Illness anxiety disorder Illness Anxiety Disorder Illness anxiety disorder, formerly known as hypochondriasis, is a chronic condition characterized by a prolonged and exaggerated concern about one's health and possible illness. Patients fear or are convinced that they have a disease and interpret minor or normal bodily symptoms as signs of a serious medical condition. Illness Anxiety Disorder Anxiety arises from concerns about having or acquiring a certain illness. ≥ 6 months
  • Schedule regular follow-up visits.
  • Avoid doing unnecessary diagnostic tests Diagnostic tests Diagnostic tests are important aspects in making a diagnosis. Some of the most important epidemiological values of diagnostic tests include sensitivity and specificity, false positives and false negatives, positive and negative predictive values, likelihood ratios, and pre-test and post-test probabilities. Epidemiological Values of Diagnostic Tests.
  • Avoid referrals.
  • CBT and antidepressants if these measures fail
Substance- or drug-induced anxiety disorder
  • Intoxication with cocaine or amphetamine
  • Withdrawal from alcohol or benzodiazepines
  • Medications such as β2-agonists (albuterol) or levothyroxine
BDZs: benzodiazepines
SSRIs: selective serotonin reuptake inhibitors Serotonin Reuptake Inhibitors Antidepressants encompass several drug classes and are used to treat individuals with depression, anxiety, and psychiatric conditions, as well as those with chronic pain and symptoms of menopause. Antidepressants include selective serotonin reuptake inhibitors (SSRIs), serotonin-norepinephrine reuptake inhibitors (SNRIs), and many other drugs in a class of their own. Serotonin Reuptake Inhibitors and Similar Antidepressant Medications

Differential Diagnosis

  • Panic disorder: chronic mental disorder marked by recurrent and episodic panic attacks that occur abruptly without a trigger. Panic disorder is associated with anxiety or fear of having another attack or its complications and some behavioral changes. If the panic attack is triggered by a known, identified trigger, then the correct diagnosis would be specific phobia. 
  • Social phobia: also called social anxiety disorder Social anxiety disorder Social anxiety disorder, or social phobia, is a psychiatric illness marked by fear and avoidance of social interactions due to concerns about embarrassment. The disorder usually occurs in more than one social situation for more than 6 months and leads to a significant decline in function. Social Anxiety Disorder (SAD). Social phobia is the fear or avoidance of social interactions because of concerns about being embarrassed, occurring in > 1 social situation for > 6 months. Treatment includes CBT, antidepressants (SSRIs, serotonin–norepinephrine reuptake inhibitor (SNRIs)), and β-blockers for performance-only subtypes. People with social phobia are afraid of being negatively judged by others.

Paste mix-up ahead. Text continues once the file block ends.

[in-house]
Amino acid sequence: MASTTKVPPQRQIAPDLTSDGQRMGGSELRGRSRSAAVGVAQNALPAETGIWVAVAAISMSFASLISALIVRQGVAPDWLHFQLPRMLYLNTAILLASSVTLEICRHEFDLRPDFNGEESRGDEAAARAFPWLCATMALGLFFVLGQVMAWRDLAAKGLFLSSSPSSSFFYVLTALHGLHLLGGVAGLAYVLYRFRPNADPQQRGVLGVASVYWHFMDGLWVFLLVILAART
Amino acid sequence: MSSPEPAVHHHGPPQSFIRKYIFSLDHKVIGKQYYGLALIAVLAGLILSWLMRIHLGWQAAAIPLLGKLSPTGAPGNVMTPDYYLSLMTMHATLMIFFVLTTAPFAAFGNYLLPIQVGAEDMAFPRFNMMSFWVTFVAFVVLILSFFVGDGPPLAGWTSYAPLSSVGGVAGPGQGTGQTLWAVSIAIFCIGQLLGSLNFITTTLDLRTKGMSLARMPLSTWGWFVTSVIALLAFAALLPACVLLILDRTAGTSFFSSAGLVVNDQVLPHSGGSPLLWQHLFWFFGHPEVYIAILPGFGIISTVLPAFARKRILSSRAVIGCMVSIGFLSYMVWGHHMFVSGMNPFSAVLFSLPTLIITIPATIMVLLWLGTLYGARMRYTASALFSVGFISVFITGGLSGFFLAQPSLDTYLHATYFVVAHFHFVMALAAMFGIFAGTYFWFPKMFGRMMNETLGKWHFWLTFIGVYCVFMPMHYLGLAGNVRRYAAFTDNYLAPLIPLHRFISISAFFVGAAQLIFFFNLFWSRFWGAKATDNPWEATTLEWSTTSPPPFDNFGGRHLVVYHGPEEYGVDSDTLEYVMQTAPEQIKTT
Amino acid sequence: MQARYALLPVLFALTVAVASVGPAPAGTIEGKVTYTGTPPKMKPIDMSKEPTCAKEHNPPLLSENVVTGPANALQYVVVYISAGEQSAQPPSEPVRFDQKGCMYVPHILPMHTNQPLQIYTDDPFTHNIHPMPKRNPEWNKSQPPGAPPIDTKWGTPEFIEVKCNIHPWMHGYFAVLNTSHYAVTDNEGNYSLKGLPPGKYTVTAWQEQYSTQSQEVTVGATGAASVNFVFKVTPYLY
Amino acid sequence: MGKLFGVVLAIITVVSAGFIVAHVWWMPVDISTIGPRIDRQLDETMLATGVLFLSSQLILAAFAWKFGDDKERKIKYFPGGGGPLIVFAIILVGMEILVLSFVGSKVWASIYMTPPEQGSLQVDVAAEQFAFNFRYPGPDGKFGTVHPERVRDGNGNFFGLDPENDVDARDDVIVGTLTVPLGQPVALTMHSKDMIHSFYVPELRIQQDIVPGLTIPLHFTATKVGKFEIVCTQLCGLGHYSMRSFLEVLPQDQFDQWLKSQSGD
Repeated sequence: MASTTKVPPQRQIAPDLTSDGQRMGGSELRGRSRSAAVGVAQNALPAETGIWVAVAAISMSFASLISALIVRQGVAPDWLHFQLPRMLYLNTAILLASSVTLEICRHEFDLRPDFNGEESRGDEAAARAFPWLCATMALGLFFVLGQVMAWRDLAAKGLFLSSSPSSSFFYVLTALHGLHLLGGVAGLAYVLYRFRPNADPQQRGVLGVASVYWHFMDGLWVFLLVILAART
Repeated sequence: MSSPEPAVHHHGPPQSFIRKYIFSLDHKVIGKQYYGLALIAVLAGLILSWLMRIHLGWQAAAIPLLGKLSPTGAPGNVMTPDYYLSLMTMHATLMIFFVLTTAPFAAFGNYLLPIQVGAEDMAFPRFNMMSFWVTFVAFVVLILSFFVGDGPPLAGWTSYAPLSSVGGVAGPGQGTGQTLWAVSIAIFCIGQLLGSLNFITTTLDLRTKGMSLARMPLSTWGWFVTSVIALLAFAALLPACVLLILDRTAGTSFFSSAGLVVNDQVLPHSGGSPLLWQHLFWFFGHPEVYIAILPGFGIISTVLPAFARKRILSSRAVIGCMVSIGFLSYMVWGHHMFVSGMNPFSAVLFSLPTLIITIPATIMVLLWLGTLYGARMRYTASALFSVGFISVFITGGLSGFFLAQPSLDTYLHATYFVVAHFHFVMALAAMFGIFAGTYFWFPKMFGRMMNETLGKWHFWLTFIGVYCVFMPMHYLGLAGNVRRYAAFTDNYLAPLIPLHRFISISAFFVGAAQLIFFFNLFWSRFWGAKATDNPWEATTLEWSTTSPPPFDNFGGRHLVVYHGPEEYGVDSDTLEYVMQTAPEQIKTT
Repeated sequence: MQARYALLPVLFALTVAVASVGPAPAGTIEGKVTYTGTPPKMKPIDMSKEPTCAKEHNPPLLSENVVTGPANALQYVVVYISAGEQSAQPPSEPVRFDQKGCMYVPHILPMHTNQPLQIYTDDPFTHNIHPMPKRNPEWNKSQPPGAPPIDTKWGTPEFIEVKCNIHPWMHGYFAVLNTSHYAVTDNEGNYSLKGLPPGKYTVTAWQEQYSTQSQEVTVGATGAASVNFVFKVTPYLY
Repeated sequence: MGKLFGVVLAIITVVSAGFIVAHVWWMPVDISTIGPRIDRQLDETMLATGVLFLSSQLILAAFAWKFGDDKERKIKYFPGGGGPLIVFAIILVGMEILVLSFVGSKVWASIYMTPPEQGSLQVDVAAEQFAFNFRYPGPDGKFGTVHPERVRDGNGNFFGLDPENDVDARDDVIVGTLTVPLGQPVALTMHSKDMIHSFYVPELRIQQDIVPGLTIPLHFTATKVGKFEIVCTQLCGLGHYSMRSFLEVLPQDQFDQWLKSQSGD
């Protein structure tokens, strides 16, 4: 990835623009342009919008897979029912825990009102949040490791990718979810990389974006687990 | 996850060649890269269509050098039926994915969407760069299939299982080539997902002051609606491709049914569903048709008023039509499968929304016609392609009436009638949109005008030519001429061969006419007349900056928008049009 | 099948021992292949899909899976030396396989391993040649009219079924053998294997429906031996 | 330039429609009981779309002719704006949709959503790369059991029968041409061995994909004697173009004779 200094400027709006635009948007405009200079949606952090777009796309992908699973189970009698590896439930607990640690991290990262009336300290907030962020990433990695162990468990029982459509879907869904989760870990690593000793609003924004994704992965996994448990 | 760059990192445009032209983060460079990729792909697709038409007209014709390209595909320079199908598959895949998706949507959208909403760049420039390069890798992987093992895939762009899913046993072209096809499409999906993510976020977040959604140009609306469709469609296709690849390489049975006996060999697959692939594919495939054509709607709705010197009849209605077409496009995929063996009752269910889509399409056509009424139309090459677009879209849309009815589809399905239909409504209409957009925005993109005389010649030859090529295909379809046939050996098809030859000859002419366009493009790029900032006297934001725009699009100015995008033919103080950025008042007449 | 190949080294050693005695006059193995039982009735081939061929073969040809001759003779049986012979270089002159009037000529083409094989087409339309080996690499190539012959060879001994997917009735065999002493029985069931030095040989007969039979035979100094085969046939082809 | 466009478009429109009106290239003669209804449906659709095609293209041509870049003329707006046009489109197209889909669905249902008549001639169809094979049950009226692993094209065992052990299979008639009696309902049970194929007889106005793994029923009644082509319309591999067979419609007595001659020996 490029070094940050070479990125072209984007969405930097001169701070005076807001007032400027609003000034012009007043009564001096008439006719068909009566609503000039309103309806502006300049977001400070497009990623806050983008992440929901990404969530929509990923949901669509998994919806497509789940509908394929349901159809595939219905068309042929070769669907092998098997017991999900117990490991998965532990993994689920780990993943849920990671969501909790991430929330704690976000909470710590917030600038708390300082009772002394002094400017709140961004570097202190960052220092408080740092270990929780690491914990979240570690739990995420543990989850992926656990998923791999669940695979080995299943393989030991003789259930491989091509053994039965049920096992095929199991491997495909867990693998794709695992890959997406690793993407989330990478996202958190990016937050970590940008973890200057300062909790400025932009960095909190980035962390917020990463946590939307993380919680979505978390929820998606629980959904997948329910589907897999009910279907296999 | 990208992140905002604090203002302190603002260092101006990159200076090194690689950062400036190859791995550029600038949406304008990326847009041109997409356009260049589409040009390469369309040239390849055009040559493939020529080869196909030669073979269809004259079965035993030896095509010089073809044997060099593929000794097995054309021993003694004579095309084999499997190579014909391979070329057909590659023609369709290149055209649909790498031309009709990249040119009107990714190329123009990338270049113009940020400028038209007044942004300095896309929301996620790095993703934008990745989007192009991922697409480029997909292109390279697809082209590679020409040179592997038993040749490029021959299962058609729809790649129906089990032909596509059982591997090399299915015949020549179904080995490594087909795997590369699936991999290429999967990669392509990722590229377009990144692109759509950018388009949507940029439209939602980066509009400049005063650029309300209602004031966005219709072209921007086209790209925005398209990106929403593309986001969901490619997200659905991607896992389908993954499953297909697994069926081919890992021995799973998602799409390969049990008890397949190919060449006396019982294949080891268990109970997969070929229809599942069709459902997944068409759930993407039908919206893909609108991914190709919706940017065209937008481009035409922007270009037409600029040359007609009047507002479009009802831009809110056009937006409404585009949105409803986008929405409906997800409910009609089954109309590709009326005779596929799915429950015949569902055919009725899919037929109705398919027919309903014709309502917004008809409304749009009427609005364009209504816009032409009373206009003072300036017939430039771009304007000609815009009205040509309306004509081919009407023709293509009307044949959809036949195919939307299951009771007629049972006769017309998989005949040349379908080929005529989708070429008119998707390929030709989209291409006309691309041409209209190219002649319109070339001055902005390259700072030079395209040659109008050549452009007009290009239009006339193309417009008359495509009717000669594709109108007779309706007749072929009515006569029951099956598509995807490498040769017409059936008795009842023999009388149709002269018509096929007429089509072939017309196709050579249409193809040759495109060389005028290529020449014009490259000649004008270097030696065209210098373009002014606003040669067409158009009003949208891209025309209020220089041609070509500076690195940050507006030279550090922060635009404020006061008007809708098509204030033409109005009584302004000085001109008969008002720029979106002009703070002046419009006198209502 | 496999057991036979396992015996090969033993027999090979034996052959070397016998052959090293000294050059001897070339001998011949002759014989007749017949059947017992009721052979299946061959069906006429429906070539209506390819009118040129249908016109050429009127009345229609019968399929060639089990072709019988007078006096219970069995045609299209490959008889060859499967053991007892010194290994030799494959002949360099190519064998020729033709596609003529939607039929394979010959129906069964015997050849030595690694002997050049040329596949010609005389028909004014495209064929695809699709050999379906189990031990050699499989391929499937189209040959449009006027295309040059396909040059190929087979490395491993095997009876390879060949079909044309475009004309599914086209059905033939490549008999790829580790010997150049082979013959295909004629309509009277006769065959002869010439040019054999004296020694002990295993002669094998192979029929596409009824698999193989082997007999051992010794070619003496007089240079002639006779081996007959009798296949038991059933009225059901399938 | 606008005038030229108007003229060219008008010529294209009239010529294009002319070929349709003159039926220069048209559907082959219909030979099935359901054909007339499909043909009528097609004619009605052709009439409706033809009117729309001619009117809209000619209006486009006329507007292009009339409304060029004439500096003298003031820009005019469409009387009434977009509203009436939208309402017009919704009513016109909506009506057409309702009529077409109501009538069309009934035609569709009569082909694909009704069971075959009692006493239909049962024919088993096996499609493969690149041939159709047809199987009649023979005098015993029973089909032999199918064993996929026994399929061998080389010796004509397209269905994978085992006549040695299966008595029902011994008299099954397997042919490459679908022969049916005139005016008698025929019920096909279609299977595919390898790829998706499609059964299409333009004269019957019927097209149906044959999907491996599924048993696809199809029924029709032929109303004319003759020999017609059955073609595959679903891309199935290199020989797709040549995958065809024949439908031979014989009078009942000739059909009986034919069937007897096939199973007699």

• Separation anxiety disorder: pathologic exaggeration of anxiety that is a universal human developmental milestone in early childhood. This anxiety disorder is marked by real or anticipated separation from someone to whom the patient has made an attachment. Separation anxiety disorder is seen during the clinical exam, as the patient will be anxious about being detached from their loved ones, whereas in agoraphobia, the patient is focused on panic symptoms triggered from being in public.

References

  1. Dave, P. (2017). Clinical management of anxiety disorders. Retrieved June 22, 2021. https://www.researchgate.net/publication/348489972_Clinical_Management_of_Anxiety_Disorders
  2. Grant, J. (2021). Overview of anxiety disorders. Retrieved June 22, 2021. https://www.researchgate.net/publication/348495093_Overview_of_Anxiety_Disorders
  3. Palkar, P. (2020). Neurobiology of anxiety disorders. Retrieved June 22, 2021, from https://www.researchgate.net/publication/341407589_Neurobiology_of_Anxiety_Disorders
  4. Roy-Byrne, P. (2018). Agoraphobia in adults: Epidemiology, pathogenesis, clinical manifestations, course, and diagnosis. UpToDate. Retrieved June 26, 2021, from https://www.uptodate.com/contents/agoraphobia-in-adults-epidemiology-pathogenesis-clinical-manifestations-course-and-diagnosis 
  5. Roy-Byrne, P. (2020). Pharmacotherapy for panic disorder with or without agoraphobia in adults. UpToDate. Retrieved June 26, 2021, from https://www.uptodate.com/contents/pharmacotherapy-for-panic-disorder-with-or-without-agoraphobia-in-adults 
  6. Sadock, B. J., Sadock, V. A., Ruiz, P. (2014). Anxiety disorders. Chapter 9 of Kaplan and Sadock’s Synopsis of Psychiatry: Behavioral Sciences/Clinical Psychiatry, 11th ed. Philadelphia: Lippincott Williams and Wilkins, pp. 387–417.